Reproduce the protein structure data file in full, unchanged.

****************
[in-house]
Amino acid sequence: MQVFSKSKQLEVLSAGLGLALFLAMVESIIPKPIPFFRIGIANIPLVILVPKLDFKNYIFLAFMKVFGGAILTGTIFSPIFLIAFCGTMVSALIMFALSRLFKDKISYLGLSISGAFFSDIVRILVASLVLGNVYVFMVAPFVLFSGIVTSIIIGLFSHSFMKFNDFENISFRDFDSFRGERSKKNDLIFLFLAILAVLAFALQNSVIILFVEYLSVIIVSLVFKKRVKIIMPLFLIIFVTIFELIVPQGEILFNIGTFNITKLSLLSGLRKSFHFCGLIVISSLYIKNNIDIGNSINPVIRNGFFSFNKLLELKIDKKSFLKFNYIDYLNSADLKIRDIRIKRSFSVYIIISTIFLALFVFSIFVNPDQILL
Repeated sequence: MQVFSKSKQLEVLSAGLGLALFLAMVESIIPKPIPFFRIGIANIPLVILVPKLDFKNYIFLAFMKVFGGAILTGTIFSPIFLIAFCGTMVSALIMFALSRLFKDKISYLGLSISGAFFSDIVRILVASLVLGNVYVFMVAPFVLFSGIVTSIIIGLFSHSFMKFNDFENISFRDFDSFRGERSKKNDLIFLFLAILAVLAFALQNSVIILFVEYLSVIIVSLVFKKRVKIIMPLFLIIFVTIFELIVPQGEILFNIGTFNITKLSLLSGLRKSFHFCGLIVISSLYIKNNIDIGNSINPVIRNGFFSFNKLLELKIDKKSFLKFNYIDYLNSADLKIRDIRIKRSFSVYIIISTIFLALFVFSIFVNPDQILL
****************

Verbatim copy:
[in-house]
Amino acid sequence: MQVFSKSKQLEVLSAGLGLALFLAMVESIIPKPIPFFRIGIANIPLVILVPKLDFKNYIFLAFMKVFGGAILTGTIFSPIFLIAFCGTMVSALIMFALSRLFKDKISYLGLSISGAFFSDIVRILVASLVLGNVYVFMVAPFVLFSGIVTSIIIGLFSHSFMKFNDFENISFRDFDSFRGERSKKNDLIFLFLAILAVLAFALQNSVIILFVEYLSVIIVSLVFKKRVKIIMPLFLIIFVTIFELIVPQGEILFNIGTFNITKLSLLSGLRKSFHFCGLIVISSLYIKNNIDIGNSINPVIRNGFFSFNKLLELKIDKKSFLKFNYIDYLNSADLKIRDIRIKRSFSVYIIISTIFLALFVFSIFVNPDQILL
Repeated sequence: MQVFSKSKQLEVLSAGLGLALFLAMVESIIPKPIPFFRIGIANIPLVILVPKLDFKNYIFLAFMKVFGGAILTGTIFSPIFLIAFCGTMVSALIMFALSRLFKDKISYLGLSISGAFFSDIVRILVASLVLGNVYVFMVAPFVLFSGIVTSIIIGLFSHSFMKFNDFENISFRDFDSFRGERSKKNDLIFLFLAILAVLAFALQNSVIILFVEYLSVIIVSLVFKKRVKIIMPLFLIIFVTIFELIVPQGEILFNIGTFNITKLSLLSGLRKSFHFCGLIVISSLYIKNNIDIGNSINPVIRNGFFSFNKLLELKIDKKSFLKFNYIDYLNSADLKIRDIRIKRSFSVYIIISTIFLALFVFSIFVNPDQILL